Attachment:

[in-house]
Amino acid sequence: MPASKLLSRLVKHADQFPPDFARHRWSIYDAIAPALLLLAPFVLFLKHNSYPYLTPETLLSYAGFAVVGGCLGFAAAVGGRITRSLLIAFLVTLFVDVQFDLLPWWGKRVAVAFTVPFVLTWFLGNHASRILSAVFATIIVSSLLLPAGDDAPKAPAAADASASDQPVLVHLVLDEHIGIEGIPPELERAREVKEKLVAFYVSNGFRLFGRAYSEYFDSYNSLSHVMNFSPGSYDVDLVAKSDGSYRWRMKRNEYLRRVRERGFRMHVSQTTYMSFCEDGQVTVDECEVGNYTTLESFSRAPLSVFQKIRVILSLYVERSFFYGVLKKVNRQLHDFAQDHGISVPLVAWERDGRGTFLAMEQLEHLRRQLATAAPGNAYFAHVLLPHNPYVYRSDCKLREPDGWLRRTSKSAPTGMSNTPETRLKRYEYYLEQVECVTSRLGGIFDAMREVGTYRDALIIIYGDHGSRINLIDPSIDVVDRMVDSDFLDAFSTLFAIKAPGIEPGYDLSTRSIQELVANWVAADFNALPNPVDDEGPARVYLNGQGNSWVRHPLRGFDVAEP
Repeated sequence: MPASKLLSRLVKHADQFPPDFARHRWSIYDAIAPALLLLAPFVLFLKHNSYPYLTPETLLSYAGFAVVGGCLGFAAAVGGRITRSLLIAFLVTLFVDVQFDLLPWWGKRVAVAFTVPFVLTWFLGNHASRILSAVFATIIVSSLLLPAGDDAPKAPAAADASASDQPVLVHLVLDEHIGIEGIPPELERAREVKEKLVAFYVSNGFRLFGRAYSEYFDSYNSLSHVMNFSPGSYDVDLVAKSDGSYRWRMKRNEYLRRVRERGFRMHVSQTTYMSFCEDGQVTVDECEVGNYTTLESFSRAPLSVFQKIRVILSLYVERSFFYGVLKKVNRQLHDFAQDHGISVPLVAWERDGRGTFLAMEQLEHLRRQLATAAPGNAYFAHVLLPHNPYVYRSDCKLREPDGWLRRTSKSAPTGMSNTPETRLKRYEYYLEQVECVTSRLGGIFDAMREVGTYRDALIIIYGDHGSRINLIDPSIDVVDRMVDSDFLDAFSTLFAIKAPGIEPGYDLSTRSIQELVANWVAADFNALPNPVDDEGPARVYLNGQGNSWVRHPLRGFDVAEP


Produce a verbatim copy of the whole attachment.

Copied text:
[in-house]
Amino acid sequence: MPASKLLSRLVKHADQFPPDFARHRWSIYDAIAPALLLLAPFVLFLKHNSYPYLTPETLLSYAGFAVVGGCLGFAAAVGGRITRSLLIAFLVTLFVDVQFDLLPWWGKRVAVAFTVPFVLTWFLGNHASRILSAVFATIIVSSLLLPAGDDAPKAPAAADASASDQPVLVHLVLDEHIGIEGIPPELERAREVKEKLVAFYVSNGFRLFGRAYSEYFDSYNSLSHVMNFSPGSYDVDLVAKSDGSYRWRMKRNEYLRRVRERGFRMHVSQTTYMSFCEDGQVTVDECEVGNYTTLESFSRAPLSVFQKIRVILSLYVERSFFYGVLKKVNRQLHDFAQDHGISVPLVAWERDGRGTFLAMEQLEHLRRQLATAAPGNAYFAHVLLPHNPYVYRSDCKLREPDGWLRRTSKSAPTGMSNTPETRLKRYEYYLEQVECVTSRLGGIFDAMREVGTYRDALIIIYGDHGSRINLIDPSIDVVDRMVDSDFLDAFSTLFAIKAPGIEPGYDLSTRSIQELVANWVAADFNALPNPVDDEGPARVYLNGQGNSWVRHPLRGFDVAEP
Repeated sequence: MPASKLLSRLVKHADQFPPDFARHRWSIYDAIAPALLLLAPFVLFLKHNSYPYLTPETLLSYAGFAVVGGCLGFAAAVGGRITRSLLIAFLVTLFVDVQFDLLPWWGKRVAVAFTVPFVLTWFLGNHASRILSAVFATIIVSSLLLPAGDDAPKAPAAADASASDQPVLVHLVLDEHIGIEGIPPELERAREVKEKLVAFYVSNGFRLFGRAYSEYFDSYNSLSHVMNFSPGSYDVDLVAKSDGSYRWRMKRNEYLRRVRERGFRMHVSQTTYMSFCEDGQVTVDECEVGNYTTLESFSRAPLSVFQKIRVILSLYVERSFFYGVLKKVNRQLHDFAQDHGISVPLVAWERDGRGTFLAMEQLEHLRRQLATAAPGNAYFAHVLLPHNPYVYRSDCKLREPDGWLRRTSKSAPTGMSNTPETRLKRYEYYLEQVECVTSRLGGIFDAMREVGTYRDALIIIYGDHGSRINLIDPSIDVVDRMVDSDFLDAFSTLFAIKAPGIEPGYDLSTRSIQELVANWVAADFNALPNPVDDEGPARVYLNGQGNSWVRHPLRGFDVAEP